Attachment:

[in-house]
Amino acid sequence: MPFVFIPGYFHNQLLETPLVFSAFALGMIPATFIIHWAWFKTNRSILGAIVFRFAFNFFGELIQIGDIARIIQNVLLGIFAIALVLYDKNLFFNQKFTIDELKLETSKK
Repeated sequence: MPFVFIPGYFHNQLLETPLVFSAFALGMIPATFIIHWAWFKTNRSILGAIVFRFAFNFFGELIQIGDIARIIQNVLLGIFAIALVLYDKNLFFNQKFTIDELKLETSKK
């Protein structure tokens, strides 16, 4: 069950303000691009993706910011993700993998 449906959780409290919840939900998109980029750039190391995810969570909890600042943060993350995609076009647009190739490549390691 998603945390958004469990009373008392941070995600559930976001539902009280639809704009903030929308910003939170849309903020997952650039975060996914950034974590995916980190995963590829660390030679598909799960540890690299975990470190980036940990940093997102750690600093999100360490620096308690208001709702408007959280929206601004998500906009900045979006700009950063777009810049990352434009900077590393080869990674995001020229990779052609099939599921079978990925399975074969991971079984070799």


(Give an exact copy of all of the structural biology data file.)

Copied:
[in-house]
Amino acid sequence: MPFVFIPGYFHNQLLETPLVFSAFALGMIPATFIIHWAWFKTNRSILGAIVFRFAFNFFGELIQIGDIARIIQNVLLGIFAIALVLYDKNLFFNQKFTIDELKLETSKK
Repeated sequence: MPFVFIPGYFHNQLLETPLVFSAFALGMIPATFIIHWAWFKTNRSILGAIVFRFAFNFFGELIQIGDIARIIQNVLLGIFAIALVLYDKNLFFNQKFTIDELKLETSKK
């Protein structure tokens, strides 16, 4: 069950303000691009993706910011993700993998 449906959780409290919840939900998109980029750039190391995810969570909890600042943060993350995609076009647009190739490549390691 998603945390958004469990009373008392941070995600559930976001539902009280639809704009903030929308910003939170849309903020997952650039975060996914950034974590995916980190995963590829660390030679598909799960540890690299975990470190980036940990940093997102750690600093999100360490620096308690208001709702408007959280929206601004998500906009900045979006700009950063777009810049990352434009900077590393080869990674995001020229990779052609099939599921079978990925399975074969991971079984070799």